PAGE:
• "Resist the temptation to be the smartest one in the class." This is not an easy concept for students right out of grad school. - Phyllis Gleason
  • Be learner-centered, not self-centered. It's not about you, the teacher. It's about the students and their learning - Lori Schroeder
  • I make a point in my first class of a term of telling the students, "I'm not here to teach. I'm here to help you to learn." Then I do my best to live up to that. It has taken quite a few years to get there... - Richard Walters
  • When teaching, inevitably, you will have days that are disastrous and days that are marvelous. Try to remember that the 'disastrous' days were not as bad as you thought. At the same time, when you think your teaching was marvelous, try to remember, those days were likely not as marvelous as you thought. The moral: Temper your judgment of your teaching with the understanding that we exaggerate most everything when in front of a group. - Dan Pratt
  • Because you were college students, each of you already has a great deal of valuable knowledge regarding college teaching. That knowledge is important, but it is also incomplete and problematic. As students you've observed what goes on in classrooms, how teachers act and interact, and various learning activities and course structures. However, even if you've been very attentive what you've experienced is only half the story. What you haven't seen is the planning, the informed choice-making, and the reasoning that underpins all good teaching. If you take this time to examine what you already know about teaching you will probably find that you know a lot about "how" teaching is done, and what you need to discover is "why". - Jim Borgford-Parnell
  • Hold your students to high standards but provide them with the tools they'll need to meet them. - Lauren Clodi Whitehead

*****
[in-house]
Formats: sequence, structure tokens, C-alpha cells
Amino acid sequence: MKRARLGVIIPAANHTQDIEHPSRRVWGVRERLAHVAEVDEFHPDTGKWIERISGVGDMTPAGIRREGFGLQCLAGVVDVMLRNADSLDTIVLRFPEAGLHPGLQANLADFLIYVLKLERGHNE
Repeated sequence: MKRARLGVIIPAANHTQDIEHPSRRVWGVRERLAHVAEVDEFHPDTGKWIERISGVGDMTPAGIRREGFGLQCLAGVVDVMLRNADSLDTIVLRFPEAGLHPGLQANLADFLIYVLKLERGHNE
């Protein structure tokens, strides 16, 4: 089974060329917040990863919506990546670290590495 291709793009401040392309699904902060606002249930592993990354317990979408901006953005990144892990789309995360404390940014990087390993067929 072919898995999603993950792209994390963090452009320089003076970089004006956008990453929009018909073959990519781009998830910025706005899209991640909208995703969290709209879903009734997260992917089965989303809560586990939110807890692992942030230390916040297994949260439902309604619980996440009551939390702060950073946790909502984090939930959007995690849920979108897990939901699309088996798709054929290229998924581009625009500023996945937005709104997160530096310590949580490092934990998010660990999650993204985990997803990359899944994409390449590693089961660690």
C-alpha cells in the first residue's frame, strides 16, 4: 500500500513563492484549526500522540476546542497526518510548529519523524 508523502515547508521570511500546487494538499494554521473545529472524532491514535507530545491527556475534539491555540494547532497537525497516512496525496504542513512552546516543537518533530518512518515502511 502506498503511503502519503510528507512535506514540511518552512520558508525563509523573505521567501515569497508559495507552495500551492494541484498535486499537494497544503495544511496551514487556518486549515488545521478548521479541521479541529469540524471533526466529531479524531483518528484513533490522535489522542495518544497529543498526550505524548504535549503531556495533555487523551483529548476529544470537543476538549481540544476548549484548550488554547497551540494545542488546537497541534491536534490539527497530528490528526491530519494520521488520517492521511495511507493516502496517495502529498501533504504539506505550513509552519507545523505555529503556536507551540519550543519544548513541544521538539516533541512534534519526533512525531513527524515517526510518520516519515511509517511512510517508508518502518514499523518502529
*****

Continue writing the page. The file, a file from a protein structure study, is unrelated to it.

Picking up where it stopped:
• Your students are likely to be implicit rational choice theorists… trying to get the highest reward for the least expenditure of effort and the least "pain." However, if you respond with a rationale choice focus yourself--trying to catch them in the "game" and beginning to play the game yourself--you ensure that only surface learning will occur. The art of college teaching is to stimulate "deep learning" --and /deep learning/ requires a conversion of students to social constructionists; they must come to seek meaning in their education, in interpretation/understanding of social patterns, in the search for wisdom. Deep learning is perspective transforming learning that lasts a lifetime, and that entails a search for and application of meaning. So, avoid the temptation to play the cost/benefit game and do not treat your students as "customers." They are too important to be mere customers. They should be your mentees in the search for meaning and wisdom. – Keith Roberts
  • I would advise: love your students. With a genuine love for students, instructors somehow work out all the issues of course design, methods, class rapport, etc. - Linda Nilson
Virginia Commonwealth University  |  Center for Teaching Excellence
Last updated: 06/20/2013